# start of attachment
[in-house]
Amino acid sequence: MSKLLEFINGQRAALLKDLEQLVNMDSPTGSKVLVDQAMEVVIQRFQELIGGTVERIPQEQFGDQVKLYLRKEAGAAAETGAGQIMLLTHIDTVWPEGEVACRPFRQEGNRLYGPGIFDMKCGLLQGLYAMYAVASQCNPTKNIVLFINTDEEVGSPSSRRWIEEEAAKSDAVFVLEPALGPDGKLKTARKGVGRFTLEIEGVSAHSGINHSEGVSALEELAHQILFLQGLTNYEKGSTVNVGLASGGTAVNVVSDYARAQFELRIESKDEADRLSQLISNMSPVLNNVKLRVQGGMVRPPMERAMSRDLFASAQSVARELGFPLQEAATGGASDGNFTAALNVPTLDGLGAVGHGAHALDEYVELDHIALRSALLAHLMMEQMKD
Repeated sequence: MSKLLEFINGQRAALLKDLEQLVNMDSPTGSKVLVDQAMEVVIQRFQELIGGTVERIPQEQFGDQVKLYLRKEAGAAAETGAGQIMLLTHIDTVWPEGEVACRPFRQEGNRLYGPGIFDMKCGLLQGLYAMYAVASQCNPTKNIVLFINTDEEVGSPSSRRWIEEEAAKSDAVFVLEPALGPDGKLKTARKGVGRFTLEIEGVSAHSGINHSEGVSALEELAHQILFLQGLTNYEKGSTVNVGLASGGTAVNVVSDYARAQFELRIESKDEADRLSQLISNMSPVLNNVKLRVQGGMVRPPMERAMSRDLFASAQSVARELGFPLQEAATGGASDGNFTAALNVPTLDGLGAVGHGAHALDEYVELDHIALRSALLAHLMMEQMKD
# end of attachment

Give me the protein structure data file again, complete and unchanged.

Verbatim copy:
[in-house]
Amino acid sequence: MSKLLEFINGQRAALLKDLEQLVNMDSPTGSKVLVDQAMEVVIQRFQELIGGTVERIPQEQFGDQVKLYLRKEAGAAAETGAGQIMLLTHIDTVWPEGEVACRPFRQEGNRLYGPGIFDMKCGLLQGLYAMYAVASQCNPTKNIVLFINTDEEVGSPSSRRWIEEEAAKSDAVFVLEPALGPDGKLKTARKGVGRFTLEIEGVSAHSGINHSEGVSALEELAHQILFLQGLTNYEKGSTVNVGLASGGTAVNVVSDYARAQFELRIESKDEADRLSQLISNMSPVLNNVKLRVQGGMVRPPMERAMSRDLFASAQSVARELGFPLQEAATGGASDGNFTAALNVPTLDGLGAVGHGAHALDEYVELDHIALRSALLAHLMMEQMKD
Repeated sequence: MSKLLEFINGQRAALLKDLEQLVNMDSPTGSKVLVDQAMEVVIQRFQELIGGTVERIPQEQFGDQVKLYLRKEAGAAAETGAGQIMLLTHIDTVWPEGEVACRPFRQEGNRLYGPGIFDMKCGLLQGLYAMYAVASQCNPTKNIVLFINTDEEVGSPSSRRWIEEEAAKSDAVFVLEPALGPDGKLKTARKGVGRFTLEIEGVSAHSGINHSEGVSALEELAHQILFLQGLTNYEKGSTVNVGLASGGTAVNVVSDYARAQFELRIESKDEADRLSQLISNMSPVLNNVKLRVQGGMVRPPMERAMSRDLFASAQSVARELGFPLQEAATGGASDGNFTAALNVPTLDGLGAVGHGAHALDEYVELDHIALRSALLAHLMMEQMKD